False Positives

False positives are research or test results that are inaccurate and make one think the result is positive, when in fact, it is negative. With a medical test, for example, it could mean a blood test result indicates a problem when there isn’t one. There are, of course, false negatives, but I think in the context of trial consulting, our concern is more often about false positive. That is, we are concerned about getting mock jury results that make our client’s case look better than it is. We strive to ensure that our results are objective and we fear giving clients false hope for the outcome of their case. Therefore, it is better to test worst case scenarios and for the client to lose the mock trial, than to have them win in the mock courtroom, only to lose at the real trial. We have discussed one of the primary culprits of this issue in another post, but it bears repeating. The most frequent factor that leads to a “false reading” is when the person role playing the opposing side of a case is not up to the task. Or, they ignore critical issues when making the argument. Or, they don’t want to make their real client look bad. There is no good reason to want to win the mock trial at the expense of facing reality. The second most frequent factor is when our clients do not tell us the whole story, that is, the worst case story, in advance of the mock trial, intentionally or not. We have had clients who failed to reveal details that are critical to the jurors’ decisions. In one of these situations which I remember 20+ years later, the attorneys on the case had not been thorough in their review of medical records and simply, but grossly, missed something that was there to be seen. Luckily, someone on our research team read the records more carefully and when they asked the client about the point, there was a moment of pause, of silence, while they contemplated the point, and then realized how much it changed their position. (The case settled very soon thereafter.) A mock jury project is an opportunity to “fix” or smooth out a problem. It is not an opportunity to gloss over that problem and pat oneself on the back!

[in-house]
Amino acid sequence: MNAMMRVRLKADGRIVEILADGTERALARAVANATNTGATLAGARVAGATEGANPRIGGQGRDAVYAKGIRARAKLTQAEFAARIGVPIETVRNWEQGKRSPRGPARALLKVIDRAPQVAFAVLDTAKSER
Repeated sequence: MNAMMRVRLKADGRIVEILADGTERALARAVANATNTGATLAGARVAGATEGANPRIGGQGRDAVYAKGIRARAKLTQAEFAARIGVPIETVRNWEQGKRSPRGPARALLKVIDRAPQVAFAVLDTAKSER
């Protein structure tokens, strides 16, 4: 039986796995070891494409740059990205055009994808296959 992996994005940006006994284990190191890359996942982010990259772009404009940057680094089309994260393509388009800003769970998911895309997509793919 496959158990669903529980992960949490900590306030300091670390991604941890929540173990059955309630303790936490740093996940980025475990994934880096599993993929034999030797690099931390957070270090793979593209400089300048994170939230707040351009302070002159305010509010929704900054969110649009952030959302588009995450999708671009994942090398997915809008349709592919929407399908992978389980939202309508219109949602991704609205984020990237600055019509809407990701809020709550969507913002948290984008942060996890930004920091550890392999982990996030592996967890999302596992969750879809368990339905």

In my world of science and statistics, a false positive result is called a Type I error, leading to a rejection of the null hypothesis.  For example, if the null hypothesis is that, absent changing one’s theory of a case, the case will be won, then improper research is conducted, leading the case to be “won” during the mock trial, the improper conclusion will be that the case should be tried without modification.  However, this conclusion is erroneous if the research (mock trial, focus group, etc.) has been improperly conducted, yielding to an outcome different to the correct one.  For example, as David mentioned, if the person who is role playing the opposing counsel for the mock trial fails to do a proper job, including not putting on the best case in an effort to “win,” we often have clients who are thrilled with the result because it confirms what they had hoped, that is, that the other side has a weak case.  Often, this is the exact opposite of reality in that the opposing case is stronger than our client’s case, however, the role playing attorney was not “up to the task” of presenting the other side’s case.  This happens when: (1) an inexperienced attorney presents the opposition’s case; (2) the attorney presenting the opposition’s case is actually the attorney for “our side,” and thus, unable or unwilling to see that the other side’s case has merit; (3) for political reasons, the person role playing the opposition does not want to present a strong case that might offend the client; and (4) defense attorneys lack the “heart” to make an effective presentation on behalf of an injured plaintiff, instead, merely reciting what happened in a matter of fact way (something no plaintiff’s lawyer would do!).  Many times, our clients are competitive to the point they want to “win” the mock trial at all costs, but doing so in ways that undermine the research process can, and will, backfire with a loss in the only place where a victory counts, the courtroom.


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